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Re: [Xen-devel] [PATCH] misc/xenmicrocode: Upload /lib/firmware/<some blob> to the hypervisor

On Wed, Jan 28, 2015 at 09:39:24AM +0100, Borislav Petkov wrote:
> On Wed, Jan 28, 2015 at 12:10:43AM +0000, Andrew Cooper wrote:
> > There was a thread on xen-devel but I cant currently find it in the
> > archives.
> > 
> > To the best of my memory,  it was a 4 core APU system where the BIOS had
> > updated the microcode on cpu 0 but left 1-3 at a lower patch level. 
> > Every time the reporter tried creating an HVM guest (i.e. entering SVM
> > non-root mode), the system reset.
> > 
> > The instability was sorted by ensuring each core was at the same
> > microcode level.
> That sounds like a BIOS bug to me, frankly.
> > As Xen updates microcode one cpu at a time from 0, it could easily
> > create a similar situation if microcode is updated after VMs have been
> > started.  Come to think of it, this is also an impending problem for PVH
> > dom0 systems.
> The common way for doing microcode updates is to update all cores at
> the same time, possibly. Or at least as close to one another in time as
> possible.

How close?

> Now, we do two methods:
> * the early update which should be done as early as possible during
> boot. I don't think that should be a problem wrt to guests if you do it
> early enough.
> * the late update is an addition to the early one to cover the cases of
> long running systems where a reboot is prohibitively painful. With that,
> as with the early method, you would want to update all hardware cores in
> one go.
> Now, this is where it becomes tricky for virt: you need to stop guests,
> do the update and then resume them. Even worse, if all of a sudden you
> want to hide hardware features and/or instructions like HSW TSX for
> example, you most likely want to even avoid the late update and warn the
> admin that she has to reboot that machine and apply microcode with the
> early method.
> So this should be the gist of it...

I've reviewed the implmentation a bit more on the Xen side. For early boot
things look similar to what is done upstream on the kernel. For the run time
update here's what Xen does in detail, elaborating a bit more on Andrew's
summary of how it works.

The XENPF_microcode_update hypercall calls the general Xen microcode_update()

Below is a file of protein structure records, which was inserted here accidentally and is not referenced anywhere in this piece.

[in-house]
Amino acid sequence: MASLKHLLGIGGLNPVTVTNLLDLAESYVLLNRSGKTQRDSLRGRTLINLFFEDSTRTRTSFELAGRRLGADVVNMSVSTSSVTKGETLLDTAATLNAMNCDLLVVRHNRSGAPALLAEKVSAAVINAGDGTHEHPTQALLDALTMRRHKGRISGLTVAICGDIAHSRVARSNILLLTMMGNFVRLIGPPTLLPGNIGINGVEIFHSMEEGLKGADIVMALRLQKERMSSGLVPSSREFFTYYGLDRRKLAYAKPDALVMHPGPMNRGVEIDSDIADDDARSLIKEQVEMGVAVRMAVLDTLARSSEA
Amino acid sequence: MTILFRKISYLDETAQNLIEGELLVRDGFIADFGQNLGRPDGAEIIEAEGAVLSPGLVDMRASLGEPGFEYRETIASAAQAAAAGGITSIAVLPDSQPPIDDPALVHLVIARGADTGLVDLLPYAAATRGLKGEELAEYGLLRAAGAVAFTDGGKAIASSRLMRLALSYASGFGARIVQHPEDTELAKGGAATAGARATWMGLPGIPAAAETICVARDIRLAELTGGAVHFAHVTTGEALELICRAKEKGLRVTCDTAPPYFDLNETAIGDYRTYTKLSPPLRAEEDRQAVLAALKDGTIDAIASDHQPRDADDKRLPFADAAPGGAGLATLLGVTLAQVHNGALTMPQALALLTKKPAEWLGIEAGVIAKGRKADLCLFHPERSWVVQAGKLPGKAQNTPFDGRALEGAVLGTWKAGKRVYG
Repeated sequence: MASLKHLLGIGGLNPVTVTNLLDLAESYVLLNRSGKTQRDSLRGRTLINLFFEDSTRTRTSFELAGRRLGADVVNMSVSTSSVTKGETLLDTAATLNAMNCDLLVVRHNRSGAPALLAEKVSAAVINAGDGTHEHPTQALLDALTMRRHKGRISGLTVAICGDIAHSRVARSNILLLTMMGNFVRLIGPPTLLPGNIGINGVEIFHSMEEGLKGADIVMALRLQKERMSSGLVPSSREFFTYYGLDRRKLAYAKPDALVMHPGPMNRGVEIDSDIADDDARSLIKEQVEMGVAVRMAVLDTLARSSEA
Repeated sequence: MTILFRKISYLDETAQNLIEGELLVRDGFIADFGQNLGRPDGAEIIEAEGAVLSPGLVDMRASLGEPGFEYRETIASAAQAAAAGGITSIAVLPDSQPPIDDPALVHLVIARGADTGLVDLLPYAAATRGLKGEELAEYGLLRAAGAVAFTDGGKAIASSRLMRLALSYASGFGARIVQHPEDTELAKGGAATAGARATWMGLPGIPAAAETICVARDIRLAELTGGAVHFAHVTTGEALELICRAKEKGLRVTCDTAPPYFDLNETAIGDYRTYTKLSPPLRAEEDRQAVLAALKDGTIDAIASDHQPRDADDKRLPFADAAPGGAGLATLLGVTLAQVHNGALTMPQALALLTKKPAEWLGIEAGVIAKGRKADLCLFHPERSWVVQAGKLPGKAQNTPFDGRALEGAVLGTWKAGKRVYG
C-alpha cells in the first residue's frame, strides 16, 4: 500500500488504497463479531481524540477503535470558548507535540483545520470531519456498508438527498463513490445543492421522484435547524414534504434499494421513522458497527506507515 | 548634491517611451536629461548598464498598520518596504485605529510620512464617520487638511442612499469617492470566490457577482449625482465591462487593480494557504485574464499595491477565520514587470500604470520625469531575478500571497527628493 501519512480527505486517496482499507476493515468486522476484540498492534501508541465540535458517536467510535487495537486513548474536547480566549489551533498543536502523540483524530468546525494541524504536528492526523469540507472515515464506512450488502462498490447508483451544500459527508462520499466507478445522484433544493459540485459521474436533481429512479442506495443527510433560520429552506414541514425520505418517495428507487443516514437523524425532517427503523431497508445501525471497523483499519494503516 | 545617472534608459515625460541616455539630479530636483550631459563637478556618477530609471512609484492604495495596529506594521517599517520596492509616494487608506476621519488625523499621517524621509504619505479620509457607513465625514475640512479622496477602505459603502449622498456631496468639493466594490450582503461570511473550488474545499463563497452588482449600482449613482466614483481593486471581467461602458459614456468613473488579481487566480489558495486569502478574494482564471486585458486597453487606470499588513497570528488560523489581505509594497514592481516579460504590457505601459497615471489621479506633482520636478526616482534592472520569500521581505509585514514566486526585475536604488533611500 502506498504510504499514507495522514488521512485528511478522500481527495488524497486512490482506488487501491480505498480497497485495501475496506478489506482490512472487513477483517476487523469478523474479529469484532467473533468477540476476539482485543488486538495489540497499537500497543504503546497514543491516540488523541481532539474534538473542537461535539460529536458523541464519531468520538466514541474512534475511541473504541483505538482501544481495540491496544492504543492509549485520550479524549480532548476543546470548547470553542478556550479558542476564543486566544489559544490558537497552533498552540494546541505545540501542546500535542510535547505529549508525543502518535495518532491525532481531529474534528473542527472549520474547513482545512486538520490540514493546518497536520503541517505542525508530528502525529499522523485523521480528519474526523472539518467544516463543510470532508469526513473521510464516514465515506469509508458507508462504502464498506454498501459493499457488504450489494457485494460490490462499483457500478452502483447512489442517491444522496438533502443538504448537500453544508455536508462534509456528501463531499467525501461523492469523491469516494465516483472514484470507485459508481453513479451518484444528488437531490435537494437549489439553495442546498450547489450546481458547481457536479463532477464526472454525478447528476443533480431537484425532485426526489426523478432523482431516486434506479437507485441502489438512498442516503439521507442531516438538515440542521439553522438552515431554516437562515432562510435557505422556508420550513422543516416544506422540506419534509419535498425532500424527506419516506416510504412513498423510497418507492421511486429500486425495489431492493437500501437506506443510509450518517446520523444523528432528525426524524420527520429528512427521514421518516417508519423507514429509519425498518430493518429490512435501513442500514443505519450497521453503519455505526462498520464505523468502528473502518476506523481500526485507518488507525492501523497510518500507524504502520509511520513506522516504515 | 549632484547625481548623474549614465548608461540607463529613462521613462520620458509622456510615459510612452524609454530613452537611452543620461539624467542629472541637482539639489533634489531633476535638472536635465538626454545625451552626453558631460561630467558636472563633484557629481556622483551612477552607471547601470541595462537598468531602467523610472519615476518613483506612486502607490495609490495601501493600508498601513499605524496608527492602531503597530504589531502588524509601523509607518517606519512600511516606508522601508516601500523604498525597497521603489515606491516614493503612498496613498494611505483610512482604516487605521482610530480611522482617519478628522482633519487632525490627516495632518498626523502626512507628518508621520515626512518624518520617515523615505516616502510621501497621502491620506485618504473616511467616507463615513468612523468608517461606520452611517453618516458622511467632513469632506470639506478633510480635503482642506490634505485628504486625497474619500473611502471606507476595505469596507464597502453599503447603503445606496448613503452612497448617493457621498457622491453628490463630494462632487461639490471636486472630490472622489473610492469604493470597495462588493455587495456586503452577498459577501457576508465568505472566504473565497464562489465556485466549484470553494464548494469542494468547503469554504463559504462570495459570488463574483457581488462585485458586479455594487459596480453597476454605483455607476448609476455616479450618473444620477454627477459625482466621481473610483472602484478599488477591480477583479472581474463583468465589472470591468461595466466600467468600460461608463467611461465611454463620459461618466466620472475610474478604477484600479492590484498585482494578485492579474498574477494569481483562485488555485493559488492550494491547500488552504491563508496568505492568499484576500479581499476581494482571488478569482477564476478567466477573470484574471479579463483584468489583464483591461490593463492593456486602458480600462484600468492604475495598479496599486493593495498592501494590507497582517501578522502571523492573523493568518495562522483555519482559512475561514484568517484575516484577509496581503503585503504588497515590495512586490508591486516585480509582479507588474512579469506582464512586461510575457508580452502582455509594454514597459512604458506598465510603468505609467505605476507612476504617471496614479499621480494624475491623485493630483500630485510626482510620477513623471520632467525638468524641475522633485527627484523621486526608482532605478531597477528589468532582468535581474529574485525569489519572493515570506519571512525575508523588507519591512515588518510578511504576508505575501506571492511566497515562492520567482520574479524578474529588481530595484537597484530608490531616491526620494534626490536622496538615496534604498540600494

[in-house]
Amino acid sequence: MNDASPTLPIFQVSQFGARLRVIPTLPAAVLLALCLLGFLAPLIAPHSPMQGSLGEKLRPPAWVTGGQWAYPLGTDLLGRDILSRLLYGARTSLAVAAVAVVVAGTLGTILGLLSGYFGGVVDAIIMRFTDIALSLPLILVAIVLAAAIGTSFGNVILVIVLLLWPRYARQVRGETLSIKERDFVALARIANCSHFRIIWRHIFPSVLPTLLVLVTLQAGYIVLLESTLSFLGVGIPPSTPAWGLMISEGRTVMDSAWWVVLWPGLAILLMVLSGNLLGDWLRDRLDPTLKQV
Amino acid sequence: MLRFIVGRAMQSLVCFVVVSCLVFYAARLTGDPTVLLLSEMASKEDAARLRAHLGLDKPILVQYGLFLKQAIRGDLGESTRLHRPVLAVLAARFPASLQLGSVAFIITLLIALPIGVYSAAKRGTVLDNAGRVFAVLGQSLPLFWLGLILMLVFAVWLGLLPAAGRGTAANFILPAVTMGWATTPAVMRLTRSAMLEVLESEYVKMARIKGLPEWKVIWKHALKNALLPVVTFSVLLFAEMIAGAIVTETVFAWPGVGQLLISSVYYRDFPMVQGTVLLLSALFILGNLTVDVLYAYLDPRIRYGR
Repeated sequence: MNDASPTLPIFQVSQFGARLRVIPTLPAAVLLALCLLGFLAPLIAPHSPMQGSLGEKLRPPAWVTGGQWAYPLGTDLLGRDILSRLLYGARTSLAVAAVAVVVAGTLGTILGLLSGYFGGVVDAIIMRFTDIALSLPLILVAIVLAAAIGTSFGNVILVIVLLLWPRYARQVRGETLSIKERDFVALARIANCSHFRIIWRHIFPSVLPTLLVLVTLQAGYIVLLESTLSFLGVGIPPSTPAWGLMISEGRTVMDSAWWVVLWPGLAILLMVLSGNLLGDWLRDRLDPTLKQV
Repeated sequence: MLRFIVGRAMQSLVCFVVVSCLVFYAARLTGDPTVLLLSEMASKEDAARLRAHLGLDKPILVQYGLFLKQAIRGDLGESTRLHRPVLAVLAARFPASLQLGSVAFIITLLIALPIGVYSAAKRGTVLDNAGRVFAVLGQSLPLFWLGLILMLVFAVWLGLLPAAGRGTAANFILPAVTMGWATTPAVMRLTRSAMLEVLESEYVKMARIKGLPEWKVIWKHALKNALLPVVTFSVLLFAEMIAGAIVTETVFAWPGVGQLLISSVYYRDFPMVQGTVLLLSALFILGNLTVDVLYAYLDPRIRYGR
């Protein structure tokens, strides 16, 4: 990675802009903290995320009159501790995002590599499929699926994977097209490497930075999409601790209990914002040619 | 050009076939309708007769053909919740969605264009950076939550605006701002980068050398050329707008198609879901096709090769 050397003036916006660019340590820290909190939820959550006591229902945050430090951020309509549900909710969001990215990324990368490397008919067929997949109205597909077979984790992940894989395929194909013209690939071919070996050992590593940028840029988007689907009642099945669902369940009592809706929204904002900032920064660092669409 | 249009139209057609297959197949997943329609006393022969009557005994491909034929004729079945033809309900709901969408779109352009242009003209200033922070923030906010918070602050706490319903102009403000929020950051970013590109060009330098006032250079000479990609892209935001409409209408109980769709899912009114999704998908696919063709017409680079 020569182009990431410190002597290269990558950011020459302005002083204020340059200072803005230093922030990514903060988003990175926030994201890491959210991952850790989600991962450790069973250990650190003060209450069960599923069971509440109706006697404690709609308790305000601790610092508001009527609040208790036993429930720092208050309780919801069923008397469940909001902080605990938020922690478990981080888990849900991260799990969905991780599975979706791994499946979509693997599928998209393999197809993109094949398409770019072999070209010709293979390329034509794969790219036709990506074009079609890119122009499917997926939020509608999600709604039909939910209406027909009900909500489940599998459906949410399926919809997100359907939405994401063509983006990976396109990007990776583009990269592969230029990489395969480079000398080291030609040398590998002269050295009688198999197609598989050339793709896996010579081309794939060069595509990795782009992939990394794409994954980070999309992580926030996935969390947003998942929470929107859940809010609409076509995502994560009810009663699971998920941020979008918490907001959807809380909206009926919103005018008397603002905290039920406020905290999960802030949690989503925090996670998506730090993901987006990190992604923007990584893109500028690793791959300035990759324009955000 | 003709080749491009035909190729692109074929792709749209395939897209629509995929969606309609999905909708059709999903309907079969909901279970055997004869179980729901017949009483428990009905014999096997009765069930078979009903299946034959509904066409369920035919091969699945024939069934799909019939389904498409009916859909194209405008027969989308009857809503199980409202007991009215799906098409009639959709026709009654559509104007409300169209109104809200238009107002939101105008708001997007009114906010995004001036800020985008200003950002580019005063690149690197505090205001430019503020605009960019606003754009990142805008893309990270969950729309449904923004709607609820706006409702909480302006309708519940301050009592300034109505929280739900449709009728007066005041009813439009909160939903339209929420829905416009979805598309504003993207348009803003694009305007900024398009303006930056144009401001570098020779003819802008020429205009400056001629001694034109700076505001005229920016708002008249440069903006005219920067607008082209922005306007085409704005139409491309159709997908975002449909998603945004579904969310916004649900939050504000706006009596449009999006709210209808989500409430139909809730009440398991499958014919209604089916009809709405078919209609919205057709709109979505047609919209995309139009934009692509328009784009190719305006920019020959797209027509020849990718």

will do microcode_ops->start_update() (only AMD has this op for and it does
svm_host_osvw_reset()) and finally it continues the hypercall by calling
do_microcode_update() on the cpumask_first(&cpu_online_map) *always*. The
mechanism that Xen uses to continue the hypercall is by using
continue_hypercall_on_cpu(), if this returns 0 then it is guaranteed to run
*at some in the future* on the given CPU. If preemption is enabled this
could also mean the hypercall was preempted, and can be preempted later
on the other CPU. This will in turn will do the same call but on the
next CPU using continuation until it reaches the end of the CPU mask.
The do_microcode_update() call itself calls ops->cpu_request_microcode()
on each iteration which in turn should also do the ops->apply_microcode()
once a microcode buffer on the file that fits is found. The buffers are
kept in case of suspend / resume.

There is no tight loop here or locking of what other CPUs do while one is 
work to update microcode. Tons of things can happen in between so some 
seem desirable and likely this implementation does differ quite signifantly
over the Linux kernel's legacy 'rescan' interface.

Given this review, it seems folks should use xenmicrocode keeping in mind the
above algorithm, and support wise folks should be ready to consider upgrades on
microcode and possible issues / caveats from vendors on a case by case basis.

From what I gather some folks have even considered tainting kernels when the
sysfs rescan interface is used, I do wonder if this is worthy on Xen for this
tool given the possible issues here... or am I just paranoid about this?
It seems like this might be more severe of an issue for Xen as-is.


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